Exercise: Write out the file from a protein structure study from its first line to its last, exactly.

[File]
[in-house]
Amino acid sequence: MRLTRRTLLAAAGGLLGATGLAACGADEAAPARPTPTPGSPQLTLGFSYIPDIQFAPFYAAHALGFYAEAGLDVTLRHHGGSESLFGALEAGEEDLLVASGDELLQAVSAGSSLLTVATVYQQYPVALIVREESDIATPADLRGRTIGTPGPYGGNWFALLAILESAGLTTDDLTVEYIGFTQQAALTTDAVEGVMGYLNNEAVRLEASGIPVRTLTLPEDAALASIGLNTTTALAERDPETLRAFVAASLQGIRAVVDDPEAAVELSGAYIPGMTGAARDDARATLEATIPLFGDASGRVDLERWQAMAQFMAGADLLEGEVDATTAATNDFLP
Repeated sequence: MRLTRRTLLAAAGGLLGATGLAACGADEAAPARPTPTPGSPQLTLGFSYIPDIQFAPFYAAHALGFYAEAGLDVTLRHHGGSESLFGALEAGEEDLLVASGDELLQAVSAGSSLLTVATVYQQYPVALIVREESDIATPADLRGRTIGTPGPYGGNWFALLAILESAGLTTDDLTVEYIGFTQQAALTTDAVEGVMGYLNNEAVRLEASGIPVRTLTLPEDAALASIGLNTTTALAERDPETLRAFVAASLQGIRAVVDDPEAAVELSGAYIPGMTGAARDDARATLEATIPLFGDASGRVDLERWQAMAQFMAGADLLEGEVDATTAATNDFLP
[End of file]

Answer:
[in-house]
Amino acid sequence: MRLTRRTLLAAAGGLLGATGLAACGADEAAPARPTPTPGSPQLTLGFSYIPDIQFAPFYAAHALGFYAEAGLDVTLRHHGGSESLFGALEAGEEDLLVASGDELLQAVSAGSSLLTVATVYQQYPVALIVREESDIATPADLRGRTIGTPGPYGGNWFALLAILESAGLTTDDLTVEYIGFTQQAALTTDAVEGVMGYLNNEAVRLEASGIPVRTLTLPEDAALASIGLNTTTALAERDPETLRAFVAASLQGIRAVVDDPEAAVELSGAYIPGMTGAARDDARATLEATIPLFGDASGRVDLERWQAMAQFMAGADLLEGEVDATTAATNDFLP
Repeated sequence: MRLTRRTLLAAAGGLLGATGLAACGADEAAPARPTPTPGSPQLTLGFSYIPDIQFAPFYAAHALGFYAEAGLDVTLRHHGGSESLFGALEAGEEDLLVASGDELLQAVSAGSSLLTVATVYQQYPVALIVREESDIATPADLRGRTIGTPGPYGGNWFALLAILESAGLTTDDLTVEYIGFTQQAALTTDAVEGVMGYLNNEAVRLEASGIPVRTLTLPEDAALASIGLNTTTALAERDPETLRAFVAASLQGIRAVVDDPEAAVELSGAYIPGMTGAARDDARATLEATIPLFGDASGRVDLERWQAMAQFMAGADLLEGEVDATTAATNDFLP